Digital X-Ray Art Authentication

By Nathan Wayne

You can purchase a Picasso replica painting off Amazon for $5, so how do you know if the $50 Million piece of original artwork hanging on your wall is really authentic? The solution is digital x-ray art authentication.

Art authentication is the process of scientifically testing art pieces using various methods. These methods include carbon dating, examining under digital microscopes, and digital x-ray. These methods are similar to identifying fingerprints because there are noticeably different traits in each painting. Each artist has their own painting technique and style.

Willick Engineering is a team of experts in digital x-ray imaging technology involved in several projects related to art authentication. They have recently investigated the authenticity of an alleged Picasso. An art investor wanted assurance of his purchase, so the artwork was brought to Willick Engineering for digital X-Ray investigation. What was discovered gave clues to the experts that helped determine whether or not this could have been attributed to Picasso.

Using high resolution digital x-ray imaging technology (DÜRR HDCR35 Computed Radiography System), Willick Engineering was able to reveal the hidden painting behind the painting. Can you tell what it is? Sometimes x-ray images aren’t that obvious but this is an exception. Doesn’t that look like the fronds of a pineapple, what about those juicy apples? It could be a bowl of fruit, but there is no doubt something there. Does this prove the alleged Picasso’s authenticity. Well, we can see in his other styles that fruit bowls are prominent. So this could very well be his work of art.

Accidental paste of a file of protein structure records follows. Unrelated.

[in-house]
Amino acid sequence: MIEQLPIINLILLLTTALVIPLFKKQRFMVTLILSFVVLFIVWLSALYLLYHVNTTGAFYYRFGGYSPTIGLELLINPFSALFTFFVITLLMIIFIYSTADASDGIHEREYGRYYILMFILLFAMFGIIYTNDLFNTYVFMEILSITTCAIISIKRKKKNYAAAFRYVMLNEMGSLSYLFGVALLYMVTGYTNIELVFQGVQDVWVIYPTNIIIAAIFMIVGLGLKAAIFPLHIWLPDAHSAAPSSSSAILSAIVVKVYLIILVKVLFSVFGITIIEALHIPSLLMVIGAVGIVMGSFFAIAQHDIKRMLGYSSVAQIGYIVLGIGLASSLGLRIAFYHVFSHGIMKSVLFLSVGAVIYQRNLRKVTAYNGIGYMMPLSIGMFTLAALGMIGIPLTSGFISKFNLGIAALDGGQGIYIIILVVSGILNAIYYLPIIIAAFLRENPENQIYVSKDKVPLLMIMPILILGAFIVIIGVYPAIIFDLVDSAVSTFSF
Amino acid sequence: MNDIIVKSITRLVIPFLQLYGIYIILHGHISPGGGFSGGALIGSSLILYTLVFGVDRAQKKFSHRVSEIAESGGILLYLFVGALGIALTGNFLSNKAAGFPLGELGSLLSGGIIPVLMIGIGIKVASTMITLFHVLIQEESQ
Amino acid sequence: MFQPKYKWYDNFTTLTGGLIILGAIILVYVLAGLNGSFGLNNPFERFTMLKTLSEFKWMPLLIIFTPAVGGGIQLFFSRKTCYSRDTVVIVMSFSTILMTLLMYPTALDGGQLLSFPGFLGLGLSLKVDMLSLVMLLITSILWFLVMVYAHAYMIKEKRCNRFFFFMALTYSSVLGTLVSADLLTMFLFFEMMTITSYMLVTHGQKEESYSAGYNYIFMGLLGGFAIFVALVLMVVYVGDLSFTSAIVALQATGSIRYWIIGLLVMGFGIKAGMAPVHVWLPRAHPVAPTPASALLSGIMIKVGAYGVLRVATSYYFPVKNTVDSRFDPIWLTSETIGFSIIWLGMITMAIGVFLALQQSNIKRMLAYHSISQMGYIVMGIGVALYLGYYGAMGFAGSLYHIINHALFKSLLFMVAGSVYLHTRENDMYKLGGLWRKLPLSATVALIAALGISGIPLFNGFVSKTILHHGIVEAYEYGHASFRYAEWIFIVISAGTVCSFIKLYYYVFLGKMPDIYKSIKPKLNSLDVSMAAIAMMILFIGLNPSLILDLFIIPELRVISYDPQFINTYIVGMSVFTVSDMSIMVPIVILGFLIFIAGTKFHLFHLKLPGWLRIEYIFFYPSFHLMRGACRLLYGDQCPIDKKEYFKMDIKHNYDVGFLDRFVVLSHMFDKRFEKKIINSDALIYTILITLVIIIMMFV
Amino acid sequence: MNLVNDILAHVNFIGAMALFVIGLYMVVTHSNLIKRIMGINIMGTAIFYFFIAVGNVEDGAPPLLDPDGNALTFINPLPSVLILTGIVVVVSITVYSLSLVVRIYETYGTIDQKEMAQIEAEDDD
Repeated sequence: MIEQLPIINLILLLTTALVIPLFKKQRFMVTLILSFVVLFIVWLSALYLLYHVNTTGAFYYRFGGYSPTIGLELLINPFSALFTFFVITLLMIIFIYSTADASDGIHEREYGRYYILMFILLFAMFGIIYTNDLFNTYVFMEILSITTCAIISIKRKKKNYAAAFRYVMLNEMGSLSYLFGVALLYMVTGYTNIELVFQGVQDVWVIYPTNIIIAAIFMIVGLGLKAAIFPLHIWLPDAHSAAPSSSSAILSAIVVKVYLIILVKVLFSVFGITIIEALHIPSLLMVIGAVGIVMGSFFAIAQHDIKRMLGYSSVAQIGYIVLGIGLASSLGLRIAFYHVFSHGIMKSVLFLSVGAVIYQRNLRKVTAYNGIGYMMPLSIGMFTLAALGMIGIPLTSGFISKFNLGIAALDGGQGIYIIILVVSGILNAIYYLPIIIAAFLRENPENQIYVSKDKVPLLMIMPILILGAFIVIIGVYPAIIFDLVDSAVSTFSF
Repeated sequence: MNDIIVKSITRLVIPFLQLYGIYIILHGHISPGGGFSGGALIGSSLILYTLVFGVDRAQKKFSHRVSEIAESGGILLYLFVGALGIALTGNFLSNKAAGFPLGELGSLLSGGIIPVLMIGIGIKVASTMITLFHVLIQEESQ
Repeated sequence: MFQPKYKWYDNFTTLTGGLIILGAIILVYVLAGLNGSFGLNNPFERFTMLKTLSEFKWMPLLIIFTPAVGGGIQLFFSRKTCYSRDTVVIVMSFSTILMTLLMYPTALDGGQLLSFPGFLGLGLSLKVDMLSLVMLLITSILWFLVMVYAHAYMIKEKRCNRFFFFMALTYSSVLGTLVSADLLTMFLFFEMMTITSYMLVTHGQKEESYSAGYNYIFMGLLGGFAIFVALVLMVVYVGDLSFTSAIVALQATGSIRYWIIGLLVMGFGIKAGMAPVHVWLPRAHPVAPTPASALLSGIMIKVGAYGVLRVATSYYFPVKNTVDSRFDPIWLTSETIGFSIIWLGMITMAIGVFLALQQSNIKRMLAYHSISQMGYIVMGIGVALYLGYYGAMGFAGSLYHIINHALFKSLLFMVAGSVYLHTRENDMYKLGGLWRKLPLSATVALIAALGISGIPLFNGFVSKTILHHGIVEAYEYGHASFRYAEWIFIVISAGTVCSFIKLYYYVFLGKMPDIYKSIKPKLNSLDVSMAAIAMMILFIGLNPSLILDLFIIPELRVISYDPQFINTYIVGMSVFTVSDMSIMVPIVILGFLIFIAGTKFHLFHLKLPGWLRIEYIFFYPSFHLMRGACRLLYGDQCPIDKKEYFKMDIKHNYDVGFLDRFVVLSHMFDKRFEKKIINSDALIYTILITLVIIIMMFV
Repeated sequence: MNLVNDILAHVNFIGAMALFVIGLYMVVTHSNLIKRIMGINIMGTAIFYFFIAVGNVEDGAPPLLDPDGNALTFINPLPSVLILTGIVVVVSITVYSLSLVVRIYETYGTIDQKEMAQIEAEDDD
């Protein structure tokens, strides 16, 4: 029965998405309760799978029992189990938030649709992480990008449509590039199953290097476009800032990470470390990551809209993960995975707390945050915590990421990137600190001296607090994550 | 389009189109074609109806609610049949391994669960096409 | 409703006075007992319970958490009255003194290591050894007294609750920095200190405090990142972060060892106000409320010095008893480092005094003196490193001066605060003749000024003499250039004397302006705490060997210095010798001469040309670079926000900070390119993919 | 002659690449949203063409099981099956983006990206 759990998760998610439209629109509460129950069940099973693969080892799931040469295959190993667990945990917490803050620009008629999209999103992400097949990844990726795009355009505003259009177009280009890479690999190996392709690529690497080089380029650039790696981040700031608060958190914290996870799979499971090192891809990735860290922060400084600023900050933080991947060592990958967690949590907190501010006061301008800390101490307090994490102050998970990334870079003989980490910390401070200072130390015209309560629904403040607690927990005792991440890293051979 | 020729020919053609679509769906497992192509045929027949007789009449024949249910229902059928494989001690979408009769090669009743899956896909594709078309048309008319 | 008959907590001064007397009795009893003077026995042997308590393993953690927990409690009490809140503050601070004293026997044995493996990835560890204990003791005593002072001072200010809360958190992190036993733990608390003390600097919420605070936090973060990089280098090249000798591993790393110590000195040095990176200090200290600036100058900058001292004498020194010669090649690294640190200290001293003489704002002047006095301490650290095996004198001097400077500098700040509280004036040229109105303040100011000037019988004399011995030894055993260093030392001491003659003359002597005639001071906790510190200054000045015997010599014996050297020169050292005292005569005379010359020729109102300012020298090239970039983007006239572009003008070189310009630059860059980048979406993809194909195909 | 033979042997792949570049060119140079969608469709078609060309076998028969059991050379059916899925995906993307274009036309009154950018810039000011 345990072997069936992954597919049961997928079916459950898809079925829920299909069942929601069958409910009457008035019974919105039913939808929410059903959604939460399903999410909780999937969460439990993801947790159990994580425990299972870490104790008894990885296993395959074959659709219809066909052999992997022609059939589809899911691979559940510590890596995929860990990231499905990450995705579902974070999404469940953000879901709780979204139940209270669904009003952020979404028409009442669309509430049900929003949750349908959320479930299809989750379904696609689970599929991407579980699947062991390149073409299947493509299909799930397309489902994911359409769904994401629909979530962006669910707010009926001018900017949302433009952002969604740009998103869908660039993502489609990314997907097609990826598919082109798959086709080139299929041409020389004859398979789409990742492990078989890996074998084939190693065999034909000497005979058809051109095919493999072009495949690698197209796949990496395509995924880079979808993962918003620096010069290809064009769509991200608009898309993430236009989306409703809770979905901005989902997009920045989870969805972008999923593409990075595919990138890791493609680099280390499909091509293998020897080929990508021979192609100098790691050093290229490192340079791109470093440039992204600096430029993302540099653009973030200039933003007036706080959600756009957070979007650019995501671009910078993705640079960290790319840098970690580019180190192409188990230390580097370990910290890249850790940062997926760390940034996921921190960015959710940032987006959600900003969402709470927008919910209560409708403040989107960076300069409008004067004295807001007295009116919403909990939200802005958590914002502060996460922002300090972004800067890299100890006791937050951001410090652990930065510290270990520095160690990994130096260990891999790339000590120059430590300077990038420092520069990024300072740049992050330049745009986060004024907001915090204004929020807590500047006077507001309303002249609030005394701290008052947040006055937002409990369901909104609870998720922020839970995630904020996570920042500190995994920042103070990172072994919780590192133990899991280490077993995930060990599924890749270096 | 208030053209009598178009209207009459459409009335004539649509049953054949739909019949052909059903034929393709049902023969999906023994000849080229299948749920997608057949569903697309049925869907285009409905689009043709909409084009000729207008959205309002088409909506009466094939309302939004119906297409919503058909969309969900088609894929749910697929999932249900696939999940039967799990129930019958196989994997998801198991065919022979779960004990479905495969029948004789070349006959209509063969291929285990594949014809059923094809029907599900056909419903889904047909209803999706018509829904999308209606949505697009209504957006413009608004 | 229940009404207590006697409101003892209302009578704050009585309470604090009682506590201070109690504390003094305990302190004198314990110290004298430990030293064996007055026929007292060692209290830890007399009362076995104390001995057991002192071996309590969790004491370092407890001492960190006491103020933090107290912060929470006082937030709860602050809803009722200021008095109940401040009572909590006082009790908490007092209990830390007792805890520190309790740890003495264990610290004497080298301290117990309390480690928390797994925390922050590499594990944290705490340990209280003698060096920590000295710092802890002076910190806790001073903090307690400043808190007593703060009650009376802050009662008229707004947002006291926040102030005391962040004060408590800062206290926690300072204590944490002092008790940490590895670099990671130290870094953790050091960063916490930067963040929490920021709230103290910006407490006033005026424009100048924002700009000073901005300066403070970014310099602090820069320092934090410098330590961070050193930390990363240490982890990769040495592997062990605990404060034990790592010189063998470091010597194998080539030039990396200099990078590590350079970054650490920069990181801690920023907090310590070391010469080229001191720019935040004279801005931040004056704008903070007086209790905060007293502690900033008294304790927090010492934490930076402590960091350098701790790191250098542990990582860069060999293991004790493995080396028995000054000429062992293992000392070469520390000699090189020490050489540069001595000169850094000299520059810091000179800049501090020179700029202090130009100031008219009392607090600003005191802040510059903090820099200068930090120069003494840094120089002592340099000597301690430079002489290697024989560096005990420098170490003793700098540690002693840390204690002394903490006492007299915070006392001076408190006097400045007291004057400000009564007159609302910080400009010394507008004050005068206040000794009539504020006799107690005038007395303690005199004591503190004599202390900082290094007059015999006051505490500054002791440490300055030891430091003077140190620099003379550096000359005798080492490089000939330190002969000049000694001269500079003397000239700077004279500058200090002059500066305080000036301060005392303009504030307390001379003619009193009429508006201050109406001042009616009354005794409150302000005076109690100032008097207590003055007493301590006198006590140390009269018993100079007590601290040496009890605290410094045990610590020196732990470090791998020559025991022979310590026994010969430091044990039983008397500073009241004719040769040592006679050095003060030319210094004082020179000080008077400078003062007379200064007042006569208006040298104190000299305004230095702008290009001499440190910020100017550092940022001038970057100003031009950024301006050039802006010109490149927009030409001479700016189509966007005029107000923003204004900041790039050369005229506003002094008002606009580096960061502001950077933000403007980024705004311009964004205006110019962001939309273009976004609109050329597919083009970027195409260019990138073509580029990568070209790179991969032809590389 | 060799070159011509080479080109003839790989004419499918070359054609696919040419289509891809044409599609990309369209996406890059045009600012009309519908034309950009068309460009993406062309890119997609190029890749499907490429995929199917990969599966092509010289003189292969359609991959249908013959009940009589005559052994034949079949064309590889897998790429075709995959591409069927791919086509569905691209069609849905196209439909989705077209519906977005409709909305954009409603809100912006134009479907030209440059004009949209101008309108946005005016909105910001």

Many of us dropped our jaws when Leonardo Da Vinci’s Salvator Mundi sold at an auction for $450,350,000. Why would someone pay this much for something that was painted hundreds of years ago? It is because of his style. In certain paintings that have peaceful depictions, what lay behind is very dark. For example, upon x-ray examinations, a battle scene with horses and swords drawn was found behind Leonardo’s Adoration Of The Magi. Also, the type of pigment used in his paint was lapis lazuli (worth more than gold at the time) and was found using microscopic sampling.

Artwork is unique, but the ever-growing mind of man never has a large enough challenge, so technology must advance to the advanced skills of criminal masterminds.

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